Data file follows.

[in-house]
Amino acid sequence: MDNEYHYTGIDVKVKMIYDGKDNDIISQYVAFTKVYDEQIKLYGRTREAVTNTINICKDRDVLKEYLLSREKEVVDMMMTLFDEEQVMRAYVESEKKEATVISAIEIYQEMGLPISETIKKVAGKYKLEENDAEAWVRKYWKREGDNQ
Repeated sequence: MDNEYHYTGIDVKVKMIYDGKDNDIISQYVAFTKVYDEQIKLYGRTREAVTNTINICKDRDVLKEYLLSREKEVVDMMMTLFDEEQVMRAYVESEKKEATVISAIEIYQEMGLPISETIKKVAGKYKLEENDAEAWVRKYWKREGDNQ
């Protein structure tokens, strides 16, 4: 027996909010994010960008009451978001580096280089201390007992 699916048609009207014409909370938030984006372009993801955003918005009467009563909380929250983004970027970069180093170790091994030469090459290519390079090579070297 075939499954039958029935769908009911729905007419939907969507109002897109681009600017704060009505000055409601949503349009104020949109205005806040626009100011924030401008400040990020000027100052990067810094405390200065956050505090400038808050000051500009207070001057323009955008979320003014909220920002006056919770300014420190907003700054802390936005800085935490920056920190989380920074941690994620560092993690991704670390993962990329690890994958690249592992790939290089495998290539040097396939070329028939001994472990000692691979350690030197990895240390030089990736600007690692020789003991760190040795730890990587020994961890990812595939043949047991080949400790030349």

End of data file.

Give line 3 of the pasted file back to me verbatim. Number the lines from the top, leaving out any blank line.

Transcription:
Repeated sequence: MDNEYHYTGIDVKVKMIYDGKDNDIISQYVAFTKVYDEQIKLYGRTREAVTNTINICKDRDVLKEYLLSREKEVVDMMMTLFDEEQVMRAYVESEKKEATVISAIEIYQEMGLPISETIKKVAGKYKLEENDAEAWVRKYWKREGDNQ